Gwen is Will's oldest sister. She is younger than Max, and older than Robin and Paul. \n\nGwen is usually seen cooking, or helping her mother in the kitchen. She ices the Christmas cake. She also made the cauliflower cheese at James' last birthday. \n\nHer siblings sometimes call her "Gwennie".\n\nShe doesn't go carol-singing with the rest of the family. Allegedly this is so she can wash her hair in case Johnnie Penn calls round.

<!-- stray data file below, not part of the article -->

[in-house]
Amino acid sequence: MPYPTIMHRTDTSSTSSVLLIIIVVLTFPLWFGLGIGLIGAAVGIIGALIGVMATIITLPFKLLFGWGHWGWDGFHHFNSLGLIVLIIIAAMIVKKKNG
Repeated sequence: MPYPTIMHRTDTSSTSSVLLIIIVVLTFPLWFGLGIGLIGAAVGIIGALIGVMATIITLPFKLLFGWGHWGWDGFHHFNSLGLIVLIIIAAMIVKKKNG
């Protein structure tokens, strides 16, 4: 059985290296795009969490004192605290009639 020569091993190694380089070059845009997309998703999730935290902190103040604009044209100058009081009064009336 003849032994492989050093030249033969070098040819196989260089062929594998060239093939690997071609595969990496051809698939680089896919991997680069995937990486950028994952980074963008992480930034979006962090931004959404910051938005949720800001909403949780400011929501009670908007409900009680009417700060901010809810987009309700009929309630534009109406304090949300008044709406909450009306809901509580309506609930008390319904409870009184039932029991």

Gwion guides Will and Bran through the Lost Land. As an inhabitant of the Lost Land, he is not supposed to aid either Light or Dark, but he decides to aid the Light, and accept the consequences. \n\nHe is a very loyal subject of King [[Gwyddno Garanhir]], and very devoted to him. When the Lost Land is drowned, Gwion stays with the King, and is drowned with it. When the king awakens from his despair, he gives Gwion a harp. \n\nHe is described as a smallish man, not much taller than Will and Bran, with a strong-featured face creased by humour at the eyes and mouth. He has grey hair, tightly curled like a mat, and a neat, crisp curling grey beard, with a dark line down the middle like a stripe. He has a dark stone ring on his fourth finger, carved with the leaping salmon which is the king's crest/\n\nHe knows Merriman, and was once very close to him.\n\nThe Rider calls him "minstel", and Bran thinks that he is "a maker." Then the Rider calls him Taliessin, which allows us to put together a lot of his backstory. Taliessin was a real Welsh bard active in around the sixth century, some of whose works remain. Later traditions put him as the bard of Arthur himself. \n\nThere are also stories about him as a folklore character, in which Gwion was his childhood name. The witch Ceridwen put him to work stirring the cauldron in which she was making a brew that would give great wisdom and insight, but he sucked his finger after he got splashed with it, and received the wisdom himself. The witch gave chase, each of them turning themselves in turn into various animals, until he turned into a grain of corn, and she turned into a hen and ate him. \n\nNine months later, she gave birth of a beautiful son. She couldn't bring herself to kill him, so threw him in the ocean in a bag. Later, he washed up in a weir, and was found by Elphin, son of Gwyddno Garanhir. "Tal Iessin!" he exclaimed, meaning "radiant brow", and the boy said that this would do very nicely as a name, and then proceeded to spout poetry. \n\nhttp://en.wikipedia.org/wiki/Taliesin\n